HEADLINES

Student Loan Subsidy Legislation for Educators Who Commit To Serving in Connecticut’s Highest Need School Districts

Governor Ned Lamont today held a bill signing ceremony to commemorate the adoption of legislation establishing the Connecticut Higher Education Supplemental Loan Authority (CHESLA) Alliance District Teacher Loan Subsidy Program, which will provide an interest rate subsidy on CHESLA loans to teachers who commit to teaching in one of Connecticut’s 33 highest need school districts.

The loan subsidy adds to a set of statewide initiatives designed to address persistent shortage areas and support teachers throughout every stage of their career by addressing the difficulties associated with recruiting and retaining teachers in districts that typically experience high turnover.

“Connecticut’s public schools are among the best in the nation, but there’s more that we can do to close achievement gaps by ensuring that all students have access to the best teachers so they can be prepared for the global workforce that awaits them,” Governor Lamont said. “By establishing this student loan subsidy program, we are building upon and accelerating our efforts to cultivate and support the next generation of highly-effective and diverse aspiring educators.”

“The Connecticut State Department of Education has made it a priority to make sure that our districts and schools are able to recruit and hire high-quality educators who are reflective of our increasingly diverse student body,” Connecticut Education Commissioner Charlene Russell-Tucker said. “This bill bolsters the efforts already underway at our agency, and we would like to thank our legislative counterparts for their partnership in this work.”

The legislation is part of a multipronged approach the Lamont administration and Connecticut State Department of Education are taking in alignment with the State Board of Education’s plan to attract, support, and retain great teachers and leaders with an intentional focus on building an educator workforce that reflects the racial, ethnic, and linguistic diversity of its students.

review of the last five years of work in this area indicates the following three focus areas and corresponding strategies have yielded positive results:

  1. Increasing pathways to certification by providing ongoing support to both traditional and alternate route educator preparation programs;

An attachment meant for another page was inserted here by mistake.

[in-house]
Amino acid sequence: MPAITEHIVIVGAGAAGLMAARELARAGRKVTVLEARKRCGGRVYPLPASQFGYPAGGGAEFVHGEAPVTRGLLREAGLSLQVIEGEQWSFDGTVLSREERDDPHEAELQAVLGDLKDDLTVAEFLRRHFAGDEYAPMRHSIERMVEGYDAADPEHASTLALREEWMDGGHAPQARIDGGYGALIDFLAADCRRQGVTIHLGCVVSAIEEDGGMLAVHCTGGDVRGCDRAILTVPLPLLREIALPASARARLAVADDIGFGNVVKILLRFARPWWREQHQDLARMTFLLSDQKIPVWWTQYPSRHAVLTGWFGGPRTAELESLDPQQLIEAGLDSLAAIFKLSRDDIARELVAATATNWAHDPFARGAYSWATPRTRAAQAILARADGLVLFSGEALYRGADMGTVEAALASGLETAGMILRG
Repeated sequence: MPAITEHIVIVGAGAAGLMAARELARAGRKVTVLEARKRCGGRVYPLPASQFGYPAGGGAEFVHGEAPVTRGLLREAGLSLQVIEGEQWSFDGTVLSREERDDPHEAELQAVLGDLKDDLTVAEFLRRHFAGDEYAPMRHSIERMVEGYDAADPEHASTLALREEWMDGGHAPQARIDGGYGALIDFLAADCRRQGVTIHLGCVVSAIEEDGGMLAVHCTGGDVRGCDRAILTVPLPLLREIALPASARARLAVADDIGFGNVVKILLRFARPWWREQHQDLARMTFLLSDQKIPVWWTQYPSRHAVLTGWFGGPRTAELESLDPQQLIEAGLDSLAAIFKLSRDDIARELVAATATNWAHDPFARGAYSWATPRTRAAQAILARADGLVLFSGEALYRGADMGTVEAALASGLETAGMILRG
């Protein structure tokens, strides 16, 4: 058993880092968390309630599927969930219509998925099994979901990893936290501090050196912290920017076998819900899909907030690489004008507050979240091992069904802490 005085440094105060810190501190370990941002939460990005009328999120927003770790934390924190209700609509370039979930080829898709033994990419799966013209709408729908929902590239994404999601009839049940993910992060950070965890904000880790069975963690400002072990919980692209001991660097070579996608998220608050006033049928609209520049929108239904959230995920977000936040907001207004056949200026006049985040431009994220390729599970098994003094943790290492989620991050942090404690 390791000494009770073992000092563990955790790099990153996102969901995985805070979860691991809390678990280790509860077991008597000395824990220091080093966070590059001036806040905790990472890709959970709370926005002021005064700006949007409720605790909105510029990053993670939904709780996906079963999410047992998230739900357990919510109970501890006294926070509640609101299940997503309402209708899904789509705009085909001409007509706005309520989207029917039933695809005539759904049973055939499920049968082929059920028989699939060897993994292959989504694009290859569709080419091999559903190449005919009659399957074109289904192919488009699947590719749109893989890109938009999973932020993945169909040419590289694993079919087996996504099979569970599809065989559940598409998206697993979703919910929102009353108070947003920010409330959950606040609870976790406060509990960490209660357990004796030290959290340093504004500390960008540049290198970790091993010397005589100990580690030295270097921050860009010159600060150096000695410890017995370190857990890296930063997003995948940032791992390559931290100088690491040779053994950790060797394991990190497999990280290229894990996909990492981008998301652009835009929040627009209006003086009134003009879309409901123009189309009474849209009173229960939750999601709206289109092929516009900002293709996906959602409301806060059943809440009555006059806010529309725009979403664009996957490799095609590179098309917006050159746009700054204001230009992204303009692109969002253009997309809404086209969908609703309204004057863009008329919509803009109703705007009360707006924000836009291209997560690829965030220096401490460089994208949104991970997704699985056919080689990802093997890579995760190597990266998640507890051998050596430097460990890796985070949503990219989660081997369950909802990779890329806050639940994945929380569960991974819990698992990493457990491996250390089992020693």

2. Assisting districts with recruiting, hiring, and retaining a diverse educator workforce; and
  3. Supporting candidates to attract and recruit the next generation of Connecticut educators.

“This legislation is an example of the unique way that CHESLA can impact workforce and community development,” Jeanette W. Weldon, executive director for CHESLA, said. “As the state-affiliated student lender in Connecticut, we can share the benefits of our low-cost funding with state residents in ways that also benefit Connecticut communities and school districts. We look forward to working with the Connecticut State Department of Education on the implementation of this program.”

“The CHESLA Board is excited to see this legislation be signed into law,” Peter Lisi, chairman of the board for CHESLA, said. “We see firsthand the valuable role that CHESLA plays in providing educational opportunities to Connecticut residents and this program is an example of the unique way CHESLA is able to support workforce development and educational advancement throughout Connecticut.”

“Having the very best educators for our most challenging districts is clearly a priority in Connecticut,” Fran Rabinowitz, executive director of the Connecticut Association of Public School Superintendents, said. “This legislation will enhance the ability of the alliance districts to attract an excellent and diverse staff so needed in these districts.”

There is a wide range of evidence to support the benefits of a diverse teacher workforce for students of all races/ethnicities, including its positive impact on strengthening schools, reduced dropout rates, improved college admissions, and achievement gains. In May, Governor Lamont announced that, over the last five years, school districts in Connecticut have hired more than 1,900 educators of color, exceeding the goal set by the State Board of Education to increase the number of educators of color from 8.3 percent to 10 percent – approximately 1,000 positions – between 2017 and 2021.

The legislation is Public Act 21-62An Act Requiring a Study by the Connecticut Higher Education Supplemental Loan Authority, Establishing a Working Group to Study Certain Issues Concerning Financing for Post-secondary Education and Establishing the Alliance District Teacher Loan Subsidy Program.

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